by Joe Loizzo
Over the years since I first encountered Seven Steps for Transforming the Mind, the crown jewel of Tibet’s unique and timeless tradition of compassion training (lo-jong), it has been an unfailing source of guidance and inspiration on my own personal path, a real companion through good times and bad. Given the challenging times in which we live, I’m happy to be able to share some of its vital precepts, formulated by the Nalanda abbot Atisha Dimpamkara Shrijnana (982–1054) and recorded by Geshe Chekawa Yeshe Dorje (1101–1175), along with my own personal reflections. It’s my hope that the pointers I’ve selected from this text will help you go deeper in your practice of radical openness and life-transforming kindness, whether for yourself or others, close, neutral and far.
Precepts in italics, my comments in regular text.
“(This compassion practice) resembles the sun, a diamond, and a medicinal tree—
(It shines on all, cuts the hardest suffering, and is useful in every part).”
Within the Nalanda tradition, compassion is prized and practiced as the ground on which all human progress towards personal freedom and communal happiness stands. Compassion practice is not just for the high minded or troubled. Like the sun it brings vital warmth and light to everyone. Since it is the safest, most powerful tool for facing life’s inevitable hardship and negativity, it is like a diamond blade that cuts through the hardest blocks. And since it is entirely wholesome and endlessly beneficial, any part of this all-inclusive practice, even one precept, can be of life-giving value and life-saving help. So as far as the Tibetan masters like His Holiness the Dalai Lama are concerned, it’s not an exaggeration to say that this simple practice holds the key to all good things for all beings.
“(First) drive all blame into one: (your traumatic self-habit),
(Then) contemplate the kindness of all beings (near and far).”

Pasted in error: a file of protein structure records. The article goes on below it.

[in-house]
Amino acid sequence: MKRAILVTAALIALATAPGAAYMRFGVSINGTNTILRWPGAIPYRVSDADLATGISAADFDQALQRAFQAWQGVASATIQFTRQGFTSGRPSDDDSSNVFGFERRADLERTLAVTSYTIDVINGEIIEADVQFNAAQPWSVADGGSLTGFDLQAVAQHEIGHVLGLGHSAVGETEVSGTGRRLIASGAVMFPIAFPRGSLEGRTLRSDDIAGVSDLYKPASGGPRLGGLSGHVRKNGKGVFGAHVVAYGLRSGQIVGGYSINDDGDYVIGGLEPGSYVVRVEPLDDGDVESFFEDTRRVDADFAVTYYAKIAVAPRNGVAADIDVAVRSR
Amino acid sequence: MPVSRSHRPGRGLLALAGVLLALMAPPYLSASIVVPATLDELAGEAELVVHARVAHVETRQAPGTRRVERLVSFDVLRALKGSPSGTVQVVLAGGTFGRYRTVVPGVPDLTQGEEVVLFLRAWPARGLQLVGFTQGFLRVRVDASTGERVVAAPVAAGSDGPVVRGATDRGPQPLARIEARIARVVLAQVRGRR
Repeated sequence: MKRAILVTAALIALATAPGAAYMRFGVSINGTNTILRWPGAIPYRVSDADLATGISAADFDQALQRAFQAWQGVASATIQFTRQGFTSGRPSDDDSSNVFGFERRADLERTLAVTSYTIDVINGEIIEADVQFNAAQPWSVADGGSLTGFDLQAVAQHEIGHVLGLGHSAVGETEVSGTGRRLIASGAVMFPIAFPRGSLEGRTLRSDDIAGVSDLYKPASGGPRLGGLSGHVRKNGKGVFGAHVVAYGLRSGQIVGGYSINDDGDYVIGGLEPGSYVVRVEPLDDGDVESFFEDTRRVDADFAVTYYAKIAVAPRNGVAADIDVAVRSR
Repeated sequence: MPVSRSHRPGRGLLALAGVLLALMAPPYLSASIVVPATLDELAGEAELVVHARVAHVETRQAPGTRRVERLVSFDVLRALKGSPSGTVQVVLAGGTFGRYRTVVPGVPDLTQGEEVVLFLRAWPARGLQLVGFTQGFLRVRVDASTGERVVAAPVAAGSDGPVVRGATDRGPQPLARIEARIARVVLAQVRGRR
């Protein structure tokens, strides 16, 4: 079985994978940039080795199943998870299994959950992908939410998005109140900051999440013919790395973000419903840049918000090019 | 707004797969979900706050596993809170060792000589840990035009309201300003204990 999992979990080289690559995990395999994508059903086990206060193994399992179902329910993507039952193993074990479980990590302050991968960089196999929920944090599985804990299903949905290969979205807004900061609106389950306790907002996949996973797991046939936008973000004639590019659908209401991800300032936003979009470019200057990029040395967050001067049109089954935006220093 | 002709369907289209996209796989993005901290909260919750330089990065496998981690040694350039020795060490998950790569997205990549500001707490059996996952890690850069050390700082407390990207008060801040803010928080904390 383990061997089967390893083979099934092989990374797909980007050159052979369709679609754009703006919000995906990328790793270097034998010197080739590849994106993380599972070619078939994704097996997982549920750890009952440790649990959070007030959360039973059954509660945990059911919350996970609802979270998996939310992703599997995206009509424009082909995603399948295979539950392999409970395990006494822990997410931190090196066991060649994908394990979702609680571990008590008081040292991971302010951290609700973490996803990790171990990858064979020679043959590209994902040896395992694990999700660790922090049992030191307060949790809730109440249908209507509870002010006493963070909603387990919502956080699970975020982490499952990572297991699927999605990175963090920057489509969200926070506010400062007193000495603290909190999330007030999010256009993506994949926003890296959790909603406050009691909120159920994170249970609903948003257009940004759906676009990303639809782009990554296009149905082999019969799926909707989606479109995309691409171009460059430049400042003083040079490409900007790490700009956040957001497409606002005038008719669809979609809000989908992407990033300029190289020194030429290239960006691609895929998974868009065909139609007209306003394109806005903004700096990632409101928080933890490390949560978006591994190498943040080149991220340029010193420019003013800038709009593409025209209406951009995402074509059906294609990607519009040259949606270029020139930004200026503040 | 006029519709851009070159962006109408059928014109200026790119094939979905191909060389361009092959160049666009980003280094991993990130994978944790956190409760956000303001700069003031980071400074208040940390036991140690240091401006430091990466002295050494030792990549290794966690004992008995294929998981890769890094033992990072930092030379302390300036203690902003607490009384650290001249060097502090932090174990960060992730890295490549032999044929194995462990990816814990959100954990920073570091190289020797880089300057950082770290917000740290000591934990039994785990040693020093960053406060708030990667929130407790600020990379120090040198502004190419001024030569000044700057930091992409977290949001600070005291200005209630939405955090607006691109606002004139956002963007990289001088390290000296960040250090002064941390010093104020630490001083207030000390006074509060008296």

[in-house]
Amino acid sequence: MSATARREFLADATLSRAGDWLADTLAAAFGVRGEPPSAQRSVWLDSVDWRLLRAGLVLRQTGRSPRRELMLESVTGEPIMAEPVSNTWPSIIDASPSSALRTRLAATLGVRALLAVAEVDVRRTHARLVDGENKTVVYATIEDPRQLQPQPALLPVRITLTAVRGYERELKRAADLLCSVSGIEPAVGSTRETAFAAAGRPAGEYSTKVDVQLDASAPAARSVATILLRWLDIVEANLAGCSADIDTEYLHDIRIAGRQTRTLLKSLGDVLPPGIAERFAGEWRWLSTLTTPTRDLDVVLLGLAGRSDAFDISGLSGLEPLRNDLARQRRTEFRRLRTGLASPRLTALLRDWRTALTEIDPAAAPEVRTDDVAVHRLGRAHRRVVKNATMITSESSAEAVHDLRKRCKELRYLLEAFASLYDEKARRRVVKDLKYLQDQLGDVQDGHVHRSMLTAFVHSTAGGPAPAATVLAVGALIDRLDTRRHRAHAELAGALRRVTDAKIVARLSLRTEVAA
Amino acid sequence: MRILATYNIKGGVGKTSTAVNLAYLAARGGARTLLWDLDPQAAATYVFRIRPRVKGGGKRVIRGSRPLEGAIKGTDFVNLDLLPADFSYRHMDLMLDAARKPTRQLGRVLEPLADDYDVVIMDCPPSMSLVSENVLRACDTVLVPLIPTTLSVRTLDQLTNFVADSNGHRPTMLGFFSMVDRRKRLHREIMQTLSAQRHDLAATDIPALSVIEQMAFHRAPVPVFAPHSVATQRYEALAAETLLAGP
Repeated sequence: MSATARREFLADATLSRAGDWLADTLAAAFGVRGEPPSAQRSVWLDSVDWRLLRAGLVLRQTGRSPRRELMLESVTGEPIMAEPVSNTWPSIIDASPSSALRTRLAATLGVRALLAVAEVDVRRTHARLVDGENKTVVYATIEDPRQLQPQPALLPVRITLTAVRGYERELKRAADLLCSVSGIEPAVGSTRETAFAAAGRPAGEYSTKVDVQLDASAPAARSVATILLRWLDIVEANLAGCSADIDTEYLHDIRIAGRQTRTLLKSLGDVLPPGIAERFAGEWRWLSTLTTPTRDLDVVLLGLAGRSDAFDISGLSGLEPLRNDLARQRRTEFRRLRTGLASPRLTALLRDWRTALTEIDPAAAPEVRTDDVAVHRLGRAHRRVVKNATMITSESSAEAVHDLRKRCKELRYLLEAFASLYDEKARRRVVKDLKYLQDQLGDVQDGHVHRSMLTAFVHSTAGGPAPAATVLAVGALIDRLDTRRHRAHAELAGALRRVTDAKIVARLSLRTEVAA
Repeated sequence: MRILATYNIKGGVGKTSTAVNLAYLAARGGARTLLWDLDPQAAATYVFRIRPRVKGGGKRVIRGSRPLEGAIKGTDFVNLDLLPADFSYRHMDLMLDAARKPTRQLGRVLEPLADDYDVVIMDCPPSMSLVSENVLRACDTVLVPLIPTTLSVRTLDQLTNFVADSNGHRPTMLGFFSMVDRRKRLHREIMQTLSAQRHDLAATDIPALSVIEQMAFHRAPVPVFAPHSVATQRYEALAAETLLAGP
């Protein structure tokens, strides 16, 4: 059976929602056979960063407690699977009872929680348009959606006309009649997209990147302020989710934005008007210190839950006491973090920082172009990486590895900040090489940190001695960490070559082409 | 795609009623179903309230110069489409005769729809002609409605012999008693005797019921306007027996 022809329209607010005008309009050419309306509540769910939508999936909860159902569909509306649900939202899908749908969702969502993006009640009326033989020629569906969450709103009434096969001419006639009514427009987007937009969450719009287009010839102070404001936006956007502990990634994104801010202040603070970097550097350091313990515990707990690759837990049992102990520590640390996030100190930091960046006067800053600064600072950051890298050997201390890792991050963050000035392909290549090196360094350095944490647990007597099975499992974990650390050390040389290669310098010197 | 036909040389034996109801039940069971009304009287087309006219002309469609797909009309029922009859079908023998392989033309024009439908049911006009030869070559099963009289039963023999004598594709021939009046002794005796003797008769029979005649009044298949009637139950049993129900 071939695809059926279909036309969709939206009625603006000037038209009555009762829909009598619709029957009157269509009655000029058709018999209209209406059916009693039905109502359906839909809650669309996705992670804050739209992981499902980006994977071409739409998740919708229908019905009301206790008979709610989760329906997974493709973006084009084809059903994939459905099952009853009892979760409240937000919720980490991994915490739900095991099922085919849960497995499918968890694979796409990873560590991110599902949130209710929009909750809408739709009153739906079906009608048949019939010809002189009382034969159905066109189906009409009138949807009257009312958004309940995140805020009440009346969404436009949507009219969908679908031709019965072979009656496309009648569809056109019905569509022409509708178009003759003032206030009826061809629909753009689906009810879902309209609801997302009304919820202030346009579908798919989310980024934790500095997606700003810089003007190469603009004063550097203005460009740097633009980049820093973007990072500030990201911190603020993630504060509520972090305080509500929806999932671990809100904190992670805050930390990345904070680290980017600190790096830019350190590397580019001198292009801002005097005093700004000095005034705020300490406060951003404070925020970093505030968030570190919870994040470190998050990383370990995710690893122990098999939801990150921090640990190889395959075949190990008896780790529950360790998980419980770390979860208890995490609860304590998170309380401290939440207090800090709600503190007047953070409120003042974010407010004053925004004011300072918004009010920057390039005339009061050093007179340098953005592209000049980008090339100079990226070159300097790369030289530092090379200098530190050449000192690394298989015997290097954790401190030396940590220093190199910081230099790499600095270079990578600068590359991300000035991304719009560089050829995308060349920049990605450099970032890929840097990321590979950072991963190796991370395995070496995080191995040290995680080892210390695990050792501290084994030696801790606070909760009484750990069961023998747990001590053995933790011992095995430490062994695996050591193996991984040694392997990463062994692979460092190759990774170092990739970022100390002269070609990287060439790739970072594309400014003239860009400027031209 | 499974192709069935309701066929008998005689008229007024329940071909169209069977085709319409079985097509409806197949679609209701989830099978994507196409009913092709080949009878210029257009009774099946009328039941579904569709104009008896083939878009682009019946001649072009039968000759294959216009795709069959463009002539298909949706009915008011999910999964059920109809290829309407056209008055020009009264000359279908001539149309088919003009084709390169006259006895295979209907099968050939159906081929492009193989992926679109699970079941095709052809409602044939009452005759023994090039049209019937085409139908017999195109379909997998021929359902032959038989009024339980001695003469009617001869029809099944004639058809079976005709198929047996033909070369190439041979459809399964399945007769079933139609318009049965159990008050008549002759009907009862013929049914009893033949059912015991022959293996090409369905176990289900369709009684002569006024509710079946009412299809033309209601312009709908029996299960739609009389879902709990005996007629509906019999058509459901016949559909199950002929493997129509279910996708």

This punchy opener helps pull a Kung-fu move on the social self-protective reflex to blame others for our inner suffering or obstacles. This precept is powerful medicine and as such it should only be applied when we feel strong enough to take more responsibility for our own suffering and happiness. It does not mean we are to blame for our suffering or the ills of the world, but that by underestimating our own powers of resilience and learning, we add a second arrow to those ills and disempower ourselves by seeing ourselves as helpless victims. Once we feel strong enough to realize that we have the power to choose how we respond to/learn from any hurt or harm we experience, we no longer live in fear of pain and suffering and can begin to open our hearts to the good in all life so we can cultivate unconditional acceptance and love.
“Practice alternating both giving (love) and taking (care).
Start gradually by taking on your own (suffering,
Next give yourself love, then take care and give love to others, one at a time).”
Like the Kung-fu masters, we don’t suddenly jump to the level of self-confidence, discipline and compassionate art all at once, but must rather work up to it slowly, like the apprentice, gradually taking on more and more of our common human suffering with nurturing love and compassionate skill with ourselves and others.
“After reaching (emotional) stability, discover the secret (of radical openness).